A 54-year-old Caucasian woman was
referred for upper endoscopic examination because of early satiety and midepigastric pain. Endoscopic
examination revealed thickened gastric folds and multiple polypoid lesions in the gastric body and
fundus, which were biopsied. Serologic workup showed markedly elevated serum levels of chromogranin A
(1500 pg/mL; normal <14 pg/mL) and gastrin (1400 pg/mL; normal <75 pg/mL). Based on this
endoscopic appearance, laboratory work-up, and the biopsy results, she underwent subtotal gastrectomy
with antrectomy. Slides from the thickened folds and nodules in the gastric body are shown.
Case 3 - Figure 1 - Gross image of the subtotal gastrectomy specimen demonstrating thickened rugal folds and several polypoid nodules in the gastric body, ranging up to 1.3 cm in diameter.
Case 3 - Figure 2 - Low power photomicrograph of one of the polyps in the body mucosa, showing a carcinoid tumor, with invasion into the superficial submucosa.
Case 3 - Figure 3 - High power photomicrograph of the carcinoid tumor, here showing a pseudoacinar architecture and the uniform neoplastic cells characteristic of carcinoid tumors.
Case 3 - Figure 4 - Low power photomicrograph of the thickened body mucosa, which demonstrates marked hyperplasia and dilatation of the specialized oxyntic (fundic) glands. The overlying foveolar neck regions and surface epithelium are of normal thickness.
Case 3 - Figure 5 - In many areas of body mucosa, the parietal cells were cytologically abnormal, with vacuolated cytoplasm and cytoplasmic protrusions into dilated oxyntic glands.
Case 3 - Figure 6 - The carcinoid tumors arose in a background of nodular neuroendocrine (ECL cell) hyperplasia, which is evident here at the base of the gastric body mucosa.
Additional Complete History:
The multiple polypoid lesions in the
gastric body and fundus were diagnosed as carcinoid tumors on multiple biopsies. There was no endoscopic
evidence of gastric or duodenal ulcerations. pH probe monitoring on two occasions revealed achlorhydria.
Serologic workup also showed a normal anti-parietal cell antibody level. Radiologic workup included a
normal computerized tomography (CT) scan of the abdomen, normal endoscopic ultrasound of the duodenum and
pancreas, and an Octreotide scan which failed to reveal any discrete focus of uptake outside the stomach.
She had never received proton pump inhibitors or other acid suppression therapy. Clinically, the patient
was considered to have multiple carcinoid tumors in the setting of either autoimmune gastritis or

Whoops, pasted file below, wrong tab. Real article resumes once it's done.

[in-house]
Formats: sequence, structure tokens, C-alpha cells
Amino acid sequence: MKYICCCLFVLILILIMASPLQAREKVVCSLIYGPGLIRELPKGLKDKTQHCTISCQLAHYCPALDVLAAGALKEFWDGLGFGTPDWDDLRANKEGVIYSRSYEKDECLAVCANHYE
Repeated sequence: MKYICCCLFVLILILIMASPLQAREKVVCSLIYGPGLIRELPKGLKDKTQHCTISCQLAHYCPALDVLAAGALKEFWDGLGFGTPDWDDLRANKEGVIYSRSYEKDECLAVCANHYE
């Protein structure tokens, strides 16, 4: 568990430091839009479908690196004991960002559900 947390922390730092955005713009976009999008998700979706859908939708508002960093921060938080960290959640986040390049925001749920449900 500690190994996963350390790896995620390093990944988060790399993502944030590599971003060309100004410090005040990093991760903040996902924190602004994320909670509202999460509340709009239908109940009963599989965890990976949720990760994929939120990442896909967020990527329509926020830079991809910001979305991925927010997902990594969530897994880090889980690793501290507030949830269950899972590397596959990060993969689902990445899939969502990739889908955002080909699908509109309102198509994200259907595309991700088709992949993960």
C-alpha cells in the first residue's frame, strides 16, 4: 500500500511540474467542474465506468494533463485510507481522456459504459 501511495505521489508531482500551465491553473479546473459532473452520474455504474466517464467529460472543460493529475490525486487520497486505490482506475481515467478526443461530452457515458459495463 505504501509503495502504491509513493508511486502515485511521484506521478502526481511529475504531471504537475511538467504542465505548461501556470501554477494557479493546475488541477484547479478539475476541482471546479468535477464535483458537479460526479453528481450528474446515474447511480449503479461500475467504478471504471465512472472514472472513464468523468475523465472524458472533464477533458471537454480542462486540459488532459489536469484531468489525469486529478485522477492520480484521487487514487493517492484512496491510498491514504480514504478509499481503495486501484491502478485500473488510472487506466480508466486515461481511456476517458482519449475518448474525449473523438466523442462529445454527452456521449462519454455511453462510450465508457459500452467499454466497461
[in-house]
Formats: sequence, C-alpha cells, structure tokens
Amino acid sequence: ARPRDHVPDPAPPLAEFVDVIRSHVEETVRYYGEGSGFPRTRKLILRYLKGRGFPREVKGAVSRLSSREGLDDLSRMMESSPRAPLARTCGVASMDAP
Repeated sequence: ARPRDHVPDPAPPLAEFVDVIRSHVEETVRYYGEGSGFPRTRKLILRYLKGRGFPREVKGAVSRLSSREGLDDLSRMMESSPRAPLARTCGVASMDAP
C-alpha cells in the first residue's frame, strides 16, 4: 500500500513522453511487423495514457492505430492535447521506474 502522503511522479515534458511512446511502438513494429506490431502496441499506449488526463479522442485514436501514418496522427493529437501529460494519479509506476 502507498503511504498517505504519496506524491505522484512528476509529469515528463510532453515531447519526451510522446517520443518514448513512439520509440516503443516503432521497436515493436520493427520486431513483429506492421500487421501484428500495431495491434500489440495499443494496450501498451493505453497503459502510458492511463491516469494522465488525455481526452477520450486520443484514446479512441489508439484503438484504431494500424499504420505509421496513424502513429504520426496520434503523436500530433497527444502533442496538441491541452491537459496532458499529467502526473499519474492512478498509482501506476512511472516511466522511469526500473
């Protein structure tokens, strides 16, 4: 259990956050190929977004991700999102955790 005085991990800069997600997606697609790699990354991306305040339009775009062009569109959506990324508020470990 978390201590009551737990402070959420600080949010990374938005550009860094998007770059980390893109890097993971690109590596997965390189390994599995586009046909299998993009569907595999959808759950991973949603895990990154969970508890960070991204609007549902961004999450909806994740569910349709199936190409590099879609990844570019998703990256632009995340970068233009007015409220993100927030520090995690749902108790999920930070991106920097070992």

Zollinger-Ellison syndrome, despite the atypical clinical and laboratory findings for either of these
conditions. She underwent subtotal gastrectomy with antrectomy. Abdominal exploration performed at the
time of surgery, including careful palpation of the duodenum and pancreas, failed to reveal any evidence
for gastrinoma. Four months later, the patient underwent completion gastrectomy due to the presence of
carcinoid tumor at the initial proximal gastric margin and nodularity in the proximal fundus detected on
repeat upper endoscopic examination. Her postoperative course was unremarkable, with the exception of an
anastomotic stricture that responded to dilatation. Her post-antrectomy serum gastrin level returned to
The resected stomach contained multiple small
nodules measuring from 0.1 cm – 1.3 cm and distributed throughout the body and fundus, which also
demonstrated prominent rugae. The antrum was normal. No ulcers were present, either within the gastric
mucosa or in the small portion of adjoining proximal duodenal bulb. Twenty-one lymph nodes were also
submitted for histologic examination.
Four invasive carcinoid tumors infiltrated
into the superficial submucosa (largest 1.3 cm), and multiple (>10) intramucosal carcinoid tumors were
also present among the random sections submitted from the gastric body and fundus. Histologically, all
of the carcinoid tumors were typical low-grade carcinoids composed of uniform, round cells that contained
small centrally-placed and stippled nuclei. Architecturally, the neoplastic cells were arranged as nests
or trabeculae that were variably separated by delicate stroma. Immunohistochemistry for chromogranin A
was strongly positive in the carcinoids, whereas gastrin was negative. A micrometastasis (<1 mm) of
carcinoid tumor was present in one of 21 perigastric lymph nodes; immunohistochemistry also confirmed
this to be positive for chromogranin A positive and negative for gastrin.
The multiple carcinoid tumors in this patient arose in a background of marked ECL cell proliferation
in the body and fundus. All degrees of endocrine hyperplasia (linear and nodular)-dysplasia-neoplasia
were prominently displayed in the gastric body and fundus.